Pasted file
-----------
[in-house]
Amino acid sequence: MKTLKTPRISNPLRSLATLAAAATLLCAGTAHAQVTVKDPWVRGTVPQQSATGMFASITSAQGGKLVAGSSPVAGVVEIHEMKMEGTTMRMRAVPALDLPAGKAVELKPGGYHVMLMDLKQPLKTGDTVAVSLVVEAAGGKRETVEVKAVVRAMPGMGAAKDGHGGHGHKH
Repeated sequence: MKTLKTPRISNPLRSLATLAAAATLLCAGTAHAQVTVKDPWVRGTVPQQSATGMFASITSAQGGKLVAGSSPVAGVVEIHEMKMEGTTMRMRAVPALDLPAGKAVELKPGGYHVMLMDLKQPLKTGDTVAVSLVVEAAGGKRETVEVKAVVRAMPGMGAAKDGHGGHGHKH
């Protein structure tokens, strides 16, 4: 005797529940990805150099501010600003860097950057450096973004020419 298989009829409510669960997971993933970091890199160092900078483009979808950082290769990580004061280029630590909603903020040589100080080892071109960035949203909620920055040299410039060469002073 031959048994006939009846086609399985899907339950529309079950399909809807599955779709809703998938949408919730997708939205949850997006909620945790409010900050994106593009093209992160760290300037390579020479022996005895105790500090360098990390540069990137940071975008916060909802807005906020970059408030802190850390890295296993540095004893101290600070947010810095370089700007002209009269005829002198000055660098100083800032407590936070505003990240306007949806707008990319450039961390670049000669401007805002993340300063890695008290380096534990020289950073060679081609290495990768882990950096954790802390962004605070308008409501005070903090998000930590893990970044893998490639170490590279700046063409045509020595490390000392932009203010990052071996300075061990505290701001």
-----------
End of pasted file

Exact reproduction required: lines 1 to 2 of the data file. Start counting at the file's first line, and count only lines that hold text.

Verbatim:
[in-house]
Amino acid sequence: MKTLKTPRISNPLRSLATLAAAATLLCAGTAHAQVTVKDPWVRGTVPQQSATGMFASITSAQGGKLVAGSSPVAGVVEIHEMKMEGTTMRMRAVPALDLPAGKAVELKPGGYHVMLMDLKQPLKTGDTVAVSLVVEAAGGKRETVEVKAVVRAMPGMGAAKDGHGGHGHKH